Autogenous weldability means that an alloy is weldable without a filler material, adds Murphree. This isn’t as much of a problem in a normal welding application, but the powder bed in an PBF-LB machine is a single material, meaning that there isn’t a great way to get a filler into the process. Because of this, alloys that aren’t autogenously weldable can present a problem – many of these cases have a tendency to crack in the build process.

KW Micro Power designs and manufactures compact turbogenerators for high power density energy generation. The company redesigned their aerospace-grade auxiliary power unit (APU) model for metal AM, using Aluminium F357, and built the component on a Velo3D machine, reducing weight by 44% (Courtesy Velo3D)

As such, casting alloys took the lead in the development of aluminium for Additive Manufacturing. Some of the original success in AM aluminium came with AlSi12, an alloy that is 12% silicon. This is a fairly significant amount of Si for an aluminium alloy, but the Si serves to increase the flowability of the meltpool, and also to decrease the amount of contraction as the meltpool solidifies – in this regard, the more silicon, the better! But in the sense of mechanical properties, a high silicon content is not a good thing.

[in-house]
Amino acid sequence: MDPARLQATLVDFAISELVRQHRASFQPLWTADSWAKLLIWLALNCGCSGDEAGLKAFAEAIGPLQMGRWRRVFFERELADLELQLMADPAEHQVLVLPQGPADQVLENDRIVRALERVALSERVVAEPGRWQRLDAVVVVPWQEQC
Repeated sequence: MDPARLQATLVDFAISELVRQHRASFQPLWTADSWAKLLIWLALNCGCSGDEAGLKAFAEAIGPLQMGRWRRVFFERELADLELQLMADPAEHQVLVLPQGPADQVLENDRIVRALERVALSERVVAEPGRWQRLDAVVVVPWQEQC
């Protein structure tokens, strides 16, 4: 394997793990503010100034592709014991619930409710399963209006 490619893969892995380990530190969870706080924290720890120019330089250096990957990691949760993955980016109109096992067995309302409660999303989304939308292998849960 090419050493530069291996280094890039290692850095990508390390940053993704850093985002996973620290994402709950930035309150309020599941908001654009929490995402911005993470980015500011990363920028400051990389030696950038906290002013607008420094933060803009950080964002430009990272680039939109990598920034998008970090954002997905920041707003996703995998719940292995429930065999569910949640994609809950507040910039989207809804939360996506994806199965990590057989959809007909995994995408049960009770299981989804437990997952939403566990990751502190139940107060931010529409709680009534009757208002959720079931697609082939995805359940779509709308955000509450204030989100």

The next step was a logical one: reduce the proportion of silicon in the alloy from 12% to 10% and add magnesium to increase the strength. The result was AlSi10Mg, affectionately known by insiders as ‘alsitenmag.’

Even with the additional magnesium, however, AlSi10Mg wasn’t an ideal stopping point; parts built with it still didn’t meet many of the mechanical requirements of the final applications. This AM alloy tends to have low elongation, which is pretty significant: the higher the elongation, the tougher the material. Even with this deficiency, many people stopped here and settled for ‘alsitenmag’ as acceptable, even though it wasn’t what they were really looking for.